Full-suspension bikes are easier to ride. The suspension means you can ride sloppier and not get punished as much.

      However, for your question, hardtails will get more height (with skills being equal.) The hop in bunny hop comes from the quick "push down, pop up" movement. If you have full-suspension, you have to push through the travel to get the same pop off the ground as a hardtail. Most (all?) bunny hop competitions are between hardtails, either BMX bikes or hardtail MTBs…and most are doing J-hops (raising the front wheel first, then the rear) instead of actual bunny hops (both wheels going up at the same time.)

      dgaddis’s article/video should hopefully help a lot. I know it helped me.

    • #113812

      I’m not trying to start a debate but I disagree that hardtail is the better bunny hopper. Personally, I can bunny hop my full suspension bike higher and further than my hardtail. Pre-loading the front AND rear suspension for extra pop off the ground helps tremendously (like jumping a dirt bike.)

      lovemountainbiking12, if you can get 8-10 inches on a hardtail, you’ll def gain a few inches with a full suspension rig. Try one out at the LBS one day and see for yourself.

      If you use clipless pedals you’ll go even higher! haha. I always laugh at the guys who can bunny hop everything with clipless pedals but can’t get the bike to budge an inch off the ground on flats. 😆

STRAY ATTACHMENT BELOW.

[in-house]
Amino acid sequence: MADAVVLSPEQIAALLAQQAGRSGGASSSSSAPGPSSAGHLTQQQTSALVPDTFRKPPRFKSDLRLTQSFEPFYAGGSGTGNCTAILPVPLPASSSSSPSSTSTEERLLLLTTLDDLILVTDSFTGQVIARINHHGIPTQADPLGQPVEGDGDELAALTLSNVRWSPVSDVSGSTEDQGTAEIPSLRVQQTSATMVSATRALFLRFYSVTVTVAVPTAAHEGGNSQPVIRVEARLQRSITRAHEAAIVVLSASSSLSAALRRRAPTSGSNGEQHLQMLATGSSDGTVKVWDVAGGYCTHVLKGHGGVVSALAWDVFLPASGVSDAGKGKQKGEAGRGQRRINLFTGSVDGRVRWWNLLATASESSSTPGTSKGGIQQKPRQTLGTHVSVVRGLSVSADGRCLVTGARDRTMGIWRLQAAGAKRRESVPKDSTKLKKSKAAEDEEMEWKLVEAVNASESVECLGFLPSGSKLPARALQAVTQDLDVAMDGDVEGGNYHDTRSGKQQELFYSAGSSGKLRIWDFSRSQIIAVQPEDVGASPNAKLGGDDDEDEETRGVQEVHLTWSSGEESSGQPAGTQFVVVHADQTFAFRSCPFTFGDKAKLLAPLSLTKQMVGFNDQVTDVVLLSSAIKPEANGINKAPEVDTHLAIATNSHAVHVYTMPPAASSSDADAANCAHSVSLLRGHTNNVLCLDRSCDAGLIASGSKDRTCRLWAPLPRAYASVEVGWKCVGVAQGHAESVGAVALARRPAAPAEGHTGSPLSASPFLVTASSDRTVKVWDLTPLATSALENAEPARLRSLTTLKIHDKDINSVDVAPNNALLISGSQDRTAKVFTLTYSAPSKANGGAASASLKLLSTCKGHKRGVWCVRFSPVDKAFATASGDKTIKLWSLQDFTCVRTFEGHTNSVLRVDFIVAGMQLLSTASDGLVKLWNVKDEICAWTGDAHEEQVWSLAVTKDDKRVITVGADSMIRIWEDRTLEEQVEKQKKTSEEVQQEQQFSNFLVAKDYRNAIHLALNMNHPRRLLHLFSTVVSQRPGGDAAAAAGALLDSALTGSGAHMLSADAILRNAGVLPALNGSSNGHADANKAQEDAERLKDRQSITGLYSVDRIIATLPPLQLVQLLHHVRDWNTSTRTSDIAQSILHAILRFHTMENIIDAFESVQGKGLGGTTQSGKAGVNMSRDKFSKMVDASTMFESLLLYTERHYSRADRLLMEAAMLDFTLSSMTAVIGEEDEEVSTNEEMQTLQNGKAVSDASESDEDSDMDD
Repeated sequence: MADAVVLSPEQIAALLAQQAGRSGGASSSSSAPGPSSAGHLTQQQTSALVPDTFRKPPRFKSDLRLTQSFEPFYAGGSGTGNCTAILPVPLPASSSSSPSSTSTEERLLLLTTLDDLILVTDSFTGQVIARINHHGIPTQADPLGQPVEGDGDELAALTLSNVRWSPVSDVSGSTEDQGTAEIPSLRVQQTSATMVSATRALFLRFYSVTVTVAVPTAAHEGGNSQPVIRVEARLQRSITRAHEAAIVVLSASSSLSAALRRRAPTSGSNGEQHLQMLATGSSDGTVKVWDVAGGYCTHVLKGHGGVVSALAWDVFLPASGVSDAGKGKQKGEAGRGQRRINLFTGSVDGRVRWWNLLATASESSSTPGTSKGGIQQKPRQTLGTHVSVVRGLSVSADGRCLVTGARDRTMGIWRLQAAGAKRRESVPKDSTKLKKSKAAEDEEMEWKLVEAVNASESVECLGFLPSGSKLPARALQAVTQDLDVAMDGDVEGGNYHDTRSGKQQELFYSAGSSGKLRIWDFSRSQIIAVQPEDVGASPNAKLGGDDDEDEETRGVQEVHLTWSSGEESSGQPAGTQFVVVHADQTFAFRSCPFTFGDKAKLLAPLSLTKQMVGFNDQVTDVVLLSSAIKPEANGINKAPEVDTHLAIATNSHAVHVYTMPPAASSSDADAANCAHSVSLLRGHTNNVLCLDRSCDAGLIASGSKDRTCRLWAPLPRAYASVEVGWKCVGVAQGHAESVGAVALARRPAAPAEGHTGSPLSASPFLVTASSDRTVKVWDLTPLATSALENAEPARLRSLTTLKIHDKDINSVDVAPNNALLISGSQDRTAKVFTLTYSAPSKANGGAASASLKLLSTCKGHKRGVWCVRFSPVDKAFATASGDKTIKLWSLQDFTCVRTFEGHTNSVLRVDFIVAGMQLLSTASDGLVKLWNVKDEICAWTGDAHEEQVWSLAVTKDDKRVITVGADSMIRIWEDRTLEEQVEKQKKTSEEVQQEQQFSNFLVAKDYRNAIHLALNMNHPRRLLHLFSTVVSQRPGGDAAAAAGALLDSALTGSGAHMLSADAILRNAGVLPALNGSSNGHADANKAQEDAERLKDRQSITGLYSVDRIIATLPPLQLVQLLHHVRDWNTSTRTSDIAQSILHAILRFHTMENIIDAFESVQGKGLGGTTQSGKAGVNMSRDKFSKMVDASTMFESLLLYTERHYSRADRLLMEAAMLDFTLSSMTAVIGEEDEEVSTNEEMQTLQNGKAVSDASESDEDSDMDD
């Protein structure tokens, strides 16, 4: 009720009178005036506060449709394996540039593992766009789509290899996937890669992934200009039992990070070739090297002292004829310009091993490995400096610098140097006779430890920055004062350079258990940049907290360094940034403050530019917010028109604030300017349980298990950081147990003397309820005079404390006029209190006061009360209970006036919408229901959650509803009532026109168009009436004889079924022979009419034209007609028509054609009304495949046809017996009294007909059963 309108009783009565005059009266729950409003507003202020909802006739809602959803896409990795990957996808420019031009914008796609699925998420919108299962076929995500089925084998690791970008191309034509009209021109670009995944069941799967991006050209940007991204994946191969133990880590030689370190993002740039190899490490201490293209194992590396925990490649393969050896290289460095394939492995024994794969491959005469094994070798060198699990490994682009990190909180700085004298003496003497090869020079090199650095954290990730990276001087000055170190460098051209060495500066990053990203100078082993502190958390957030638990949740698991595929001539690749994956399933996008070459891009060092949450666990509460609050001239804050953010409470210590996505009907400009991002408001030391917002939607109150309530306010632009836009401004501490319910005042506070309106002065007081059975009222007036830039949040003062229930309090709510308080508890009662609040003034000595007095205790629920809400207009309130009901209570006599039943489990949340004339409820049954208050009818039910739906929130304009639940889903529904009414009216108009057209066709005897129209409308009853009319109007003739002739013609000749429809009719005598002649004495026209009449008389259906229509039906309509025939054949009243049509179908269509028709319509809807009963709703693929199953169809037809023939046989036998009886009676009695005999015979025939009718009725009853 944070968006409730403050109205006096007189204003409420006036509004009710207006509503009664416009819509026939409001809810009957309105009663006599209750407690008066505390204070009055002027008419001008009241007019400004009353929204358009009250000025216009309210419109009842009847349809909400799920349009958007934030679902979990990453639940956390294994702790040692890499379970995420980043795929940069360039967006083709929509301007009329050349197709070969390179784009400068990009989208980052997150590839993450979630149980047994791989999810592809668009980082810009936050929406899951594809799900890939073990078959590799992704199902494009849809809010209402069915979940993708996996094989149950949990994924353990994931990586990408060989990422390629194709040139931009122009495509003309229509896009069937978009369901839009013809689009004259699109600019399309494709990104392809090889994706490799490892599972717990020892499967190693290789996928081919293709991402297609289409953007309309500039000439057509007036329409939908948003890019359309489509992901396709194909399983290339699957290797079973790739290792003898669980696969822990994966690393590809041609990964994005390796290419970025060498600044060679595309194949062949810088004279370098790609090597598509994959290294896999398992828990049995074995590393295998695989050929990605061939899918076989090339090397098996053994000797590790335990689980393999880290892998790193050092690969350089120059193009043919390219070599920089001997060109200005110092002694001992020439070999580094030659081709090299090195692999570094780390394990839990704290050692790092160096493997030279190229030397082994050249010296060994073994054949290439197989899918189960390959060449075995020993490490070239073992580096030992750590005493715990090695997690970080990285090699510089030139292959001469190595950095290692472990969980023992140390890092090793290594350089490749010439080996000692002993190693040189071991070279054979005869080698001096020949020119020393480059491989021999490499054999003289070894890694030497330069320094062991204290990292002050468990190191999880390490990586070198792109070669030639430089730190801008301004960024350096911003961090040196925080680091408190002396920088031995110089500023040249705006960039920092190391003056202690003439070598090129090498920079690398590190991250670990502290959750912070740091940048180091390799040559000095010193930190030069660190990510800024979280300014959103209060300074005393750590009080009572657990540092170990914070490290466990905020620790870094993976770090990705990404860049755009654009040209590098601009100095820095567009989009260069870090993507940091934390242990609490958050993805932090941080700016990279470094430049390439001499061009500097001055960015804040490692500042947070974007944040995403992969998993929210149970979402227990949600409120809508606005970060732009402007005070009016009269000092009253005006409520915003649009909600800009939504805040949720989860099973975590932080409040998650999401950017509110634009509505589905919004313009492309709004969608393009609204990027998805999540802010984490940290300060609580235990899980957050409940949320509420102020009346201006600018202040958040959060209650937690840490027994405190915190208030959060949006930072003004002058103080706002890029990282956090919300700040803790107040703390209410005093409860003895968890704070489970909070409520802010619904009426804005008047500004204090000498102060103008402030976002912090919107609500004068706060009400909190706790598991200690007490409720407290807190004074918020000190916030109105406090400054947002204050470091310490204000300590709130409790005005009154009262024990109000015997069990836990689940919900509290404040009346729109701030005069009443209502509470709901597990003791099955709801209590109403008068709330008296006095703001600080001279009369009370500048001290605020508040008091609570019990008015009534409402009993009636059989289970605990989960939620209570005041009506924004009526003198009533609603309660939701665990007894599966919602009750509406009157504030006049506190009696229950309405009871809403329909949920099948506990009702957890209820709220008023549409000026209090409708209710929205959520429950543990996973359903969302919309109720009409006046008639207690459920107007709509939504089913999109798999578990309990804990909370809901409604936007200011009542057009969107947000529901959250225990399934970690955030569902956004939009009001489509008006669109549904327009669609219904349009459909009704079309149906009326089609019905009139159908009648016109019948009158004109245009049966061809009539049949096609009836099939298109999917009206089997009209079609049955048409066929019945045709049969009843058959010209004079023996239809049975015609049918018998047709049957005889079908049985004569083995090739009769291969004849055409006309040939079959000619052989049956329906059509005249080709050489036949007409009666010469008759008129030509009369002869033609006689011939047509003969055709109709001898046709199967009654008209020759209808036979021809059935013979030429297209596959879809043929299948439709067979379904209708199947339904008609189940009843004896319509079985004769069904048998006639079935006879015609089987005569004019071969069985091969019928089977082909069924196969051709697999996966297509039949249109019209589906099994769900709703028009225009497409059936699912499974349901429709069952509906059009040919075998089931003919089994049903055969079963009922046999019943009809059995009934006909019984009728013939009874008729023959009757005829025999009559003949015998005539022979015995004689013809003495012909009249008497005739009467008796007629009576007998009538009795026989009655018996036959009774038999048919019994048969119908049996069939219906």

• #113813

      I don’t think suspension makes it either easier or harder to bunny hop, and I don’t think effects how high you can go. It DOES effect your timing however.

      You can go higher on whichever you’re most used to.

      I’ve cleared 28" on my BMX back in the day, but never more than 24" on a MTB, full suspension or hardtail or rigid.

    • #113814
      "jtorlando25" wrote

      I’m not trying to start a debate but I disagree that hardtail is the better bunny hopper. Personally, I can bunny hop my full suspension bike higher and further than my hardtail. Pre-loading the front AND rear suspension for extra pop off the ground helps tremendously (like jumping a dirt bike.)

      lovemountainbiking12, if you can get 8-10 inches on a hardtail, you’ll def gain a few inches with a full suspension rig. Try one out at the LBS one day and see for yourself.

      If you use clipless pedals you’ll go even higher! haha. I always laugh at the guys who can bunny hop everything with clipless pedals but can’t get the bike to budge an inch off the ground on flats. 😆

      I can get more air with my FS bike also, but that’s because it weighs 2 lbs less than my hardtail 😆

      I think if you could get more height with a FS rig (again, all things being equal), the pros that regularly bunny hop in competitions or shows would be running them.

      And agreed on the clipless riders!

    • #113815